Approach and Explanation
After seeing the above example, it must be clear what we are supposed to do. To clarify the problem again, we will first perform Level Order traversal, then check the nodes for prime; if prime, print that level. In this article, the implementation is done in Java.
To perform the required tasks, the stepbystep approach is as follows:

Since we are dealing with Binary Tree, we will create it by ourselves. So, we create a constructor TreeNode, with three members data(int), left(TreeNode), and right(TreeNode).

Inside the constructor, we take the data of the node and store it. We also initialize the left and right pointers to null.

We declare a function that takes the userinputted binary tree and performs a levelorder traversal. The level order traversal is saved in a queue. Let us call this function printPrimeTreeLevels(). From this function, we will call another function, say calcPrimeLvl().

In calcPrimeLvl(), we pass the queue, the start index, and the size.
 This function is responsible for getting the prime level of the given Binary Tree. We check if the root is prime or not using checkPrime() function.
 We traverse one by one to check if the elements of the level are prime or not.
 To ensure the given level is all prime or not, call the checkPrimeLevel() function and pass the queue, the start index, and the size.

If the level is all prime, we print that level by calling the printTreeLevels() function.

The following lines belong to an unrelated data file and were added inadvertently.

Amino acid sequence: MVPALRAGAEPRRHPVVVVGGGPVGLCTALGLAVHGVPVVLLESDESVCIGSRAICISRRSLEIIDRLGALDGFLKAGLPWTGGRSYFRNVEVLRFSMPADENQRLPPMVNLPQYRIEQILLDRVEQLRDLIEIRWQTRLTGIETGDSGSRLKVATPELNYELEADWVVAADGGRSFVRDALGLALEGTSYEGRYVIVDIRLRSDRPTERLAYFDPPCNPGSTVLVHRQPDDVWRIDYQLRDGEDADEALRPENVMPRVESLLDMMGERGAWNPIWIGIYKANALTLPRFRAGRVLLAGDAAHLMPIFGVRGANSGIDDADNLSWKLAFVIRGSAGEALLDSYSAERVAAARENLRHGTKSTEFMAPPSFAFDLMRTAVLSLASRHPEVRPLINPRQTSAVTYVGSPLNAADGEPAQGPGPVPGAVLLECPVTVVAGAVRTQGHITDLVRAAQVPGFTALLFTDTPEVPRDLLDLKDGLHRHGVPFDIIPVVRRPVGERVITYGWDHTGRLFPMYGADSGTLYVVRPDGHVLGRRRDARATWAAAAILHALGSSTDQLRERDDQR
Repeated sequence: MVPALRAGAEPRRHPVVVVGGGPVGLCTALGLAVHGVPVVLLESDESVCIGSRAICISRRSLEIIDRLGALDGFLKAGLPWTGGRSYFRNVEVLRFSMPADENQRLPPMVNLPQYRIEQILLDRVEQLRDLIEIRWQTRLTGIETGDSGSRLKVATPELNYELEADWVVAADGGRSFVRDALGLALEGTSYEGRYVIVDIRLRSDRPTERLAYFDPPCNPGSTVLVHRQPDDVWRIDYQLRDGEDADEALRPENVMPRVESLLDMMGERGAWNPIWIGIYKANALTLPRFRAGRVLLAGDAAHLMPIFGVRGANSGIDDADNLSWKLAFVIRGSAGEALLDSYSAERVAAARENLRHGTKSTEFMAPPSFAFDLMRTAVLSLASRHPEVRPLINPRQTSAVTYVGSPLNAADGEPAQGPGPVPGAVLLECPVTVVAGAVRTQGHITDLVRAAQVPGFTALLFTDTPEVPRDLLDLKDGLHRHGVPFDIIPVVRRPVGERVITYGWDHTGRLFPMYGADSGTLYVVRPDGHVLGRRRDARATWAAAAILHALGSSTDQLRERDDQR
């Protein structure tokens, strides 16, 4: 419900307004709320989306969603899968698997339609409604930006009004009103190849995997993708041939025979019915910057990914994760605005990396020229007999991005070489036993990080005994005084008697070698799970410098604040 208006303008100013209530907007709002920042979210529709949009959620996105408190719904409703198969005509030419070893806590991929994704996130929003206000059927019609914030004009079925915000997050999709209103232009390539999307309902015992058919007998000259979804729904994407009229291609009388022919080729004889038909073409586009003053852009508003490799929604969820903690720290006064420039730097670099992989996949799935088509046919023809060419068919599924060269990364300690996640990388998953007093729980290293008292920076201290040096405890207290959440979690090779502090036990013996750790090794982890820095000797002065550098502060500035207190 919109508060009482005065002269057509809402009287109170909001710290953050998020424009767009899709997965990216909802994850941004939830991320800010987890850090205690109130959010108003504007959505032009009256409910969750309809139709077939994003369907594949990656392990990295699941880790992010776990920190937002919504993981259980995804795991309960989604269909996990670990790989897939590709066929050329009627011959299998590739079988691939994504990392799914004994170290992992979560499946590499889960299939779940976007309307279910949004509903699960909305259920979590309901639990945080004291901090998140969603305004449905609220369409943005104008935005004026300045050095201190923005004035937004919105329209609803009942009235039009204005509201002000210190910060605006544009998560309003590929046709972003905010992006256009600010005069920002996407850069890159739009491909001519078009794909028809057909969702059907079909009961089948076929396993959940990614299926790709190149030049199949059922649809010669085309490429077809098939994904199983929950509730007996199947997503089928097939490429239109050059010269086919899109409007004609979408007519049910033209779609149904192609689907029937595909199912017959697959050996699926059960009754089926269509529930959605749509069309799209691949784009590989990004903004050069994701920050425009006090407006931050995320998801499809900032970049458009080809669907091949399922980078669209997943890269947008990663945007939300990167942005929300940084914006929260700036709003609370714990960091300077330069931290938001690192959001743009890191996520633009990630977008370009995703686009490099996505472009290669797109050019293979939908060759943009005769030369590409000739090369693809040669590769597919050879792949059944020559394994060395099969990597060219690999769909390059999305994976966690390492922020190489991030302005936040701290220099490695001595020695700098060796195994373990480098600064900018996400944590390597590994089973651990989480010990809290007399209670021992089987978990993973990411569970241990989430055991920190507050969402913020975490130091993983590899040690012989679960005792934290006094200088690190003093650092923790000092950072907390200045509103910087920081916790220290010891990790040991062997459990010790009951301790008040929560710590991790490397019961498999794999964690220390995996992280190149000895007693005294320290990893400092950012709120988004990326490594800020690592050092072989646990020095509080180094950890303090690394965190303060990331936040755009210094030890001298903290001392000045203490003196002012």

The helper function checkPrime() simply checks if the incoming number is prime or not. It returns true or false depending on the number.

The helper function checkPrimeLevel() does the same. It calls the function checkPrime() for each of the queue elements and returns true if all the elements of the same level are prime or not.

The function printTreeLevels() takes the queue, the start index, and the size of the queue as the function arguments. It simply prints all the queue elements using a loop.

We also have a helper function called calcSize() that takes the binary tree as input and returns the size of the tree. Here size means the number of nodes.
Recommended: Before proceeding to the solution code, try to solve the problem on your own first.
Java Implementation
public class PrintPrimeLevels {
static class TreeNode{
public int data;
public TreeNode left,right;
public TreeNode(int data){
this.data = data;
left = right = null;
}
}
static TreeNode addNode(int data){
TreeNode tmp = new TreeNode(data);
return tmp;
}
static boolean checkPrime(int num){
if(num == 1){
return false;
}
for(int i=2; i*i <= num; i++){
if(num % i == 0){
return false;
}
}
return true;
}
static void printTreeLevels(TreeNode[] q, int idx, int size){
for(int i=idx; i < size; i++){
System.out.print(q[i].data + " ");
}
System.out.println();
}
static boolean checkPrimeLevel(TreeNode[] q, int idx, int size){
for(int i=idx; i< size; i++){
if(!checkPrime(q[idx++].data)){
return false;
}
}
return true;
}
static void calcPrimeLvl(TreeNode[] q, int idx, int size){